The grave of Sherlock Holmes’ creator Sir Arthur Conan Doyle stands proud and well-cared for in the beautiful church of All Saints at Minstead.

So too does the memorial to Alice Liddell, the little girl who inspired ‘Alice’s Adventures in Wonderland’ by Lewis Carroll. Alice lived in the New Forest for much of her life and, after her death in 1934, her ashes were buried in the graveyard of St Michael and All Angels, Lyndhurst.

And the marble headstone paid for by public subscription to commemorate the resting place of the well-known snake-catcher Brusher Mills at St Nicholas Church, Brockenhurst, is another notable and cared-for memorial.

But not all New Forest monuments and memorials are so fortunate; some are broken, damaged and their significance has been lost because of the difficulty in locating the families responsible for them.

Now, thanks to a new scheme, the NFNPA wants to recruit an army of volunteers to help record those memorials most in need of conservation.

Its archaeologist, Frank Green says many graves are in need of more care and attention.

“Gravestones and monuments in cemeteries are privately owned and are usually erected by family members, so legally they are family heirlooms.

“This means that it is the family that has responsibility for maintaining the memorials, not the organisations that manage the burial sites.”

However, he said, locating family members responsible for maintaining gravestones that are hundreds of years old is virtually impossible. This project will help ensure that these memorials, which contain so much social and family history, are kept in good order for future generations.”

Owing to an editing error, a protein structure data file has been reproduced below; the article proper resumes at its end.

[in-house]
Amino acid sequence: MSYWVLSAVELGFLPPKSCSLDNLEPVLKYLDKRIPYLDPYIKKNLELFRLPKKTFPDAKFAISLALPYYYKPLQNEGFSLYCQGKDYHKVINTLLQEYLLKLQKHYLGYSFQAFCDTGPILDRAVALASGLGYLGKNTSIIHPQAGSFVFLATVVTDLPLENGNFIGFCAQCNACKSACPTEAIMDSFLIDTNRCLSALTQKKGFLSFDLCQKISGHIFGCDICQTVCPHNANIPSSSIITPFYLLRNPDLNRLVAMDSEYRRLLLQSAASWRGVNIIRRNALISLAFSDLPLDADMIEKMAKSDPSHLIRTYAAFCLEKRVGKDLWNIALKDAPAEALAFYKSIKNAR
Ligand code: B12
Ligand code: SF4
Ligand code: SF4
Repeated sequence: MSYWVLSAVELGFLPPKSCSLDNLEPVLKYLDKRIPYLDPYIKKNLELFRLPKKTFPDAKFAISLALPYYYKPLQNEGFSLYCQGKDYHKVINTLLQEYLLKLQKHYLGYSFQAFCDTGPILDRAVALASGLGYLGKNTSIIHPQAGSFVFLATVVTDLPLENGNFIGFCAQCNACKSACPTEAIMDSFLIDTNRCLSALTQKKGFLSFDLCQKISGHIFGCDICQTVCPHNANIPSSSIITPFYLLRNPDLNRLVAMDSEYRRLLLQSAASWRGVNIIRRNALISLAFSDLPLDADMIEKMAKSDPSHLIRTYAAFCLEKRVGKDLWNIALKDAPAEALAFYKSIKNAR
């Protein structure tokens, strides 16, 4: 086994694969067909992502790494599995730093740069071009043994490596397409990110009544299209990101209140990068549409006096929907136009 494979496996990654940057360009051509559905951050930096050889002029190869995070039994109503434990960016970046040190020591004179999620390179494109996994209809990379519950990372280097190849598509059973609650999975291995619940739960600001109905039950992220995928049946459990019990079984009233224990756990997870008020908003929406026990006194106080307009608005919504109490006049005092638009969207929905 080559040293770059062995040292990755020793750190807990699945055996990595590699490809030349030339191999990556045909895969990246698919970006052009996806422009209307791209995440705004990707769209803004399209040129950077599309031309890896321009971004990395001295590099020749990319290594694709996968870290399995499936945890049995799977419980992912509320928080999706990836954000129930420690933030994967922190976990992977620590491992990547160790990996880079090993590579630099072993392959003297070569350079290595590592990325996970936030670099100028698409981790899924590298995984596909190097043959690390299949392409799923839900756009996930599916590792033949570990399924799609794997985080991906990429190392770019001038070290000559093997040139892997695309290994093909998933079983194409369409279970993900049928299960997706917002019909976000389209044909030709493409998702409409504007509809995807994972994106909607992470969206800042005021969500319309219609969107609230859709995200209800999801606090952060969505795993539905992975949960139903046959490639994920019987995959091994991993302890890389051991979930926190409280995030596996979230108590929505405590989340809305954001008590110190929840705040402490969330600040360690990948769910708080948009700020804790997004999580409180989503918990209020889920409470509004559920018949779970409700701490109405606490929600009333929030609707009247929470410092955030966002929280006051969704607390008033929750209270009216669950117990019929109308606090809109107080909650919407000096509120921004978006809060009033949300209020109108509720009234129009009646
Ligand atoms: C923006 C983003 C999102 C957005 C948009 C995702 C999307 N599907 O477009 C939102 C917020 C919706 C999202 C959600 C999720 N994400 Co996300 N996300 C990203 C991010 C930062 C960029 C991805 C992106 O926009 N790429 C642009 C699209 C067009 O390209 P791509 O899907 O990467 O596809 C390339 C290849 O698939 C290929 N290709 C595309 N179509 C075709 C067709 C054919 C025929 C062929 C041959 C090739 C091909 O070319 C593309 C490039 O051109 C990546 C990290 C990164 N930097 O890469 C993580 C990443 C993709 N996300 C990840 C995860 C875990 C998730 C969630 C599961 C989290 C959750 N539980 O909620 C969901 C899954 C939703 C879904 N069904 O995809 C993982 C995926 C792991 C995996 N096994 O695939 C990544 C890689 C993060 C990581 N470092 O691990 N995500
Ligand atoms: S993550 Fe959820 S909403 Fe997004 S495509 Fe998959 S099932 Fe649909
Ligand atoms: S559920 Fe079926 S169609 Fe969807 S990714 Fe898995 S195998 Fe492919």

Initially people are being asked to help locate any churchyards or burial grounds where there are monuments or gravestones that need to be repaired, by filling out a simple online questionnaire.

A minimum of 10 sites will be chosen, based on the number of gravestones in poor condition and the historical significance of any listed monuments, said Mr Green.

Volunteers from across the New Forest will be trained to assess the condition of the memorials and record and photograph them, before adding them to an online portal. This website will allow anyone undertaking family or social history research anywhere in the world to locate a family memorial.

The project will be led by the New Forest National Park Authority and will form part of the £4.5 million Our Past, Our Future Landscape Partnership Scheme, which will run from 2016 once funding is confirmed.

As well as surveying and conserving monuments and gravestones in need of attention, the project also aims to map all the burial grounds in the New Forest, including recording details of who is responsible for their maintenance.

This comprehensive database is being established in the New Forest for the first time, in partnership with New Forest District Council and staff in the Winchester Diocesan Office, in order to prevent more gravestones slipping into a state of disrepair.

  • If you know of gravestones or monuments in a poor state of repair please fill out the questionnaire at

For more about this project, including how to volunteer, email